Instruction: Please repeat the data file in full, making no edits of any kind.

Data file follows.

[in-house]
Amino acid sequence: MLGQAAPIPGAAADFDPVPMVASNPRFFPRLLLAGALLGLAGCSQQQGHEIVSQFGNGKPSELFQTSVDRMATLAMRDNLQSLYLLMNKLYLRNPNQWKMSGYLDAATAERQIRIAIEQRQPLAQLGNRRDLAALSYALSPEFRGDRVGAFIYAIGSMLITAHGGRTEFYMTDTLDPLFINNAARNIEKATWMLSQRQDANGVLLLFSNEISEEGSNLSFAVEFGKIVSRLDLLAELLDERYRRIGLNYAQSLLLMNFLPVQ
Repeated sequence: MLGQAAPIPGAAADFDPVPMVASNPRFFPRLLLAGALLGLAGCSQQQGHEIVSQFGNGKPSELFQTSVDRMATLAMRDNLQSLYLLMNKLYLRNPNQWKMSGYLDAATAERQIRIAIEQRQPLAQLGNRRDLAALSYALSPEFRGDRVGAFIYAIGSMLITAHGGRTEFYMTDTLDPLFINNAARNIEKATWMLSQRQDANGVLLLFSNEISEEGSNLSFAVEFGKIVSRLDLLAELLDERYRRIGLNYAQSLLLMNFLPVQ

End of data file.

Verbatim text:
[in-house]
Amino acid sequence: MLGQAAPIPGAAADFDPVPMVASNPRFFPRLLLAGALLGLAGCSQQQGHEIVSQFGNGKPSELFQTSVDRMATLAMRDNLQSLYLLMNKLYLRNPNQWKMSGYLDAATAERQIRIAIEQRQPLAQLGNRRDLAALSYALSPEFRGDRVGAFIYAIGSMLITAHGGRTEFYMTDTLDPLFINNAARNIEKATWMLSQRQDANGVLLLFSNEISEEGSNLSFAVEFGKIVSRLDLLAELLDERYRRIGLNYAQSLLLMNFLPVQ
Repeated sequence: MLGQAAPIPGAAADFDPVPMVASNPRFFPRLLLAGALLGLAGCSQQQGHEIVSQFGNGKPSELFQTSVDRMATLAMRDNLQSLYLLMNKLYLRNPNQWKMSGYLDAATAERQIRIAIEQRQPLAQLGNRRDLAALSYALSPEFRGDRVGAFIYAIGSMLITAHGGRTEFYMTDTLDPLFINNAARNIEKATWMLSQRQDANGVLLLFSNEISEEGSNLSFAVEFGKIVSRLDLLAELLDERYRRIGLNYAQSLLLMNFLPVQ